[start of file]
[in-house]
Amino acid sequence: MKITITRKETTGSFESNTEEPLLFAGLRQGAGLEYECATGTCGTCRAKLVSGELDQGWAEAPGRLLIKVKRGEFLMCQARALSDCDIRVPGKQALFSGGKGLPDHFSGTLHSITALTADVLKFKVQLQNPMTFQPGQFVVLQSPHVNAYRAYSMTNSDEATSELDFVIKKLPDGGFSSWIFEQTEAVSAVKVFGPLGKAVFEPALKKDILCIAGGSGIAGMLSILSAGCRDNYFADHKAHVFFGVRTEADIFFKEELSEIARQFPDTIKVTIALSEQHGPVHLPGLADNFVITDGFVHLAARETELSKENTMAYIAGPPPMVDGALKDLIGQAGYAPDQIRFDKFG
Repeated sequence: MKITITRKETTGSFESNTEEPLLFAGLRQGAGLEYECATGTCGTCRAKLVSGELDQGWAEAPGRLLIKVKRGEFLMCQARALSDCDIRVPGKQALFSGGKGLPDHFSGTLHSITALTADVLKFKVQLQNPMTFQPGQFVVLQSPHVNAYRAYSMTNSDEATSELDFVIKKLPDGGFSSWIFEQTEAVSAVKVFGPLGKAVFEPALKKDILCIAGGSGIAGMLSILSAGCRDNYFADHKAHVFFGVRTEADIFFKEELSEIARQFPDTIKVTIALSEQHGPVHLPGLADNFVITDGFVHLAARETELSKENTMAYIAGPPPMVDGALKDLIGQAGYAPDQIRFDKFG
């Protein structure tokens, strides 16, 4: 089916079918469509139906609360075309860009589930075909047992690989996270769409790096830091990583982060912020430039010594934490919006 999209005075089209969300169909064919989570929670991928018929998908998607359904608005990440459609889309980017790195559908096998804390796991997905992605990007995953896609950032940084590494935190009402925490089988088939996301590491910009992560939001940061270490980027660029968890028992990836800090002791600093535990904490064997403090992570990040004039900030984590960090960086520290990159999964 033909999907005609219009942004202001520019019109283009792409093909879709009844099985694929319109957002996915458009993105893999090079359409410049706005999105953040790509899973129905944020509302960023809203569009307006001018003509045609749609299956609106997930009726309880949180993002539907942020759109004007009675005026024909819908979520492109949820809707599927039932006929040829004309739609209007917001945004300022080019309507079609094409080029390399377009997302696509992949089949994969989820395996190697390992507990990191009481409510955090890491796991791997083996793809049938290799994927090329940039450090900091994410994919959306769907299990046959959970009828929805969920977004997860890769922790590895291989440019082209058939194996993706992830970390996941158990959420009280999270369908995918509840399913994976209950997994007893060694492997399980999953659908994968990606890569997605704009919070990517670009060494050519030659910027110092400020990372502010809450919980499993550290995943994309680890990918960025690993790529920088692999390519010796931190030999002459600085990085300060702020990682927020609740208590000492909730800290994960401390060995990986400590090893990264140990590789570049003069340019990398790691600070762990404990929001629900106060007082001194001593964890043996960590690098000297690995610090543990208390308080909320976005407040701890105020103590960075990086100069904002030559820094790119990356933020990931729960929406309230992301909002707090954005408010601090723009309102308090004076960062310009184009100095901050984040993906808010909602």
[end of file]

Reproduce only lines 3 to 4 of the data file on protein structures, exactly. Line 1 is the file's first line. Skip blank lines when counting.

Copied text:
Repeated sequence: MKITITRKETTGSFESNTEEPLLFAGLRQGAGLEYECATGTCGTCRAKLVSGELDQGWAEAPGRLLIKVKRGEFLMCQARALSDCDIRVPGKQALFSGGKGLPDHFSGTLHSITALTADVLKFKVQLQNPMTFQPGQFVVLQSPHVNAYRAYSMTNSDEATSELDFVIKKLPDGGFSSWIFEQTEAVSAVKVFGPLGKAVFEPALKKDILCIAGGSGIAGMLSILSAGCRDNYFADHKAHVFFGVRTEADIFFKEELSEIARQFPDTIKVTIALSEQHGPVHLPGLADNFVITDGFVHLAARETELSKENTMAYIAGPPPMVDGALKDLIGQAGYAPDQIRFDKFG
């Protein structure tokens, strides 16, 4: 089916079918469509139906609360075309860009589930075909047992690989996270769409790096830091990583982060912020430039010594934490919006 999209005075089209969300169909064919989570929670991928018929998908998607359904608005990440459609889309980017790195559908096998804390796991997905992605990007995953896609950032940084590494935190009402925490089988088939996301590491910009992560939001940061270490980027660029968890028992990836800090002791600093535990904490064997403090992570990040004039900030984590960090960086520290990159999964 033909999907005609219009942004202001520019019109283009792409093909879709009844099985694929319109957002996915458009993105893999090079359409410049706005999105953040790509899973129905944020509302960023809203569009307006001018003509045609749609299956609106997930009726309880949180993002539907942020759109004007009675005026024909819908979520492109949820809707599927039932006929040829004309739609209007917001945004300022080019309507079609094409080029390399377009997302696509992949089949994969989820395996190697390992507990990191009481409510955090890491796991791997083996793809049938290799994927090329940039450090900091994410994919959306769907299990046959959970009828929805969920977004997860890769922790590895291989440019082209058939194996993706992830970390996941158990959420009280999270369908995918509840399913994976209950997994007893060694492997399980999953659908994968990606890569997605704009919070990517670009060494050519030659910027110092400020990372502010809450919980499993550290995943994309680890990918960025690993790529920088692999390519010796931190030999002459600085990085300060702020990682927020609740208590000492909730800290994960401390060995990986400590090893990264140990590789570049003069340019990398790691600070762990404990929001629900106060007082001194001593964890043996960590690098000297690995610090543990208390308080909320976005407040701890105020103590960075990086100069904002030559820094790119990356933020990931729960929406309230992301909002707090954005408010601090723009309102308090004076960062310009184009100095901050984040993906808010909602």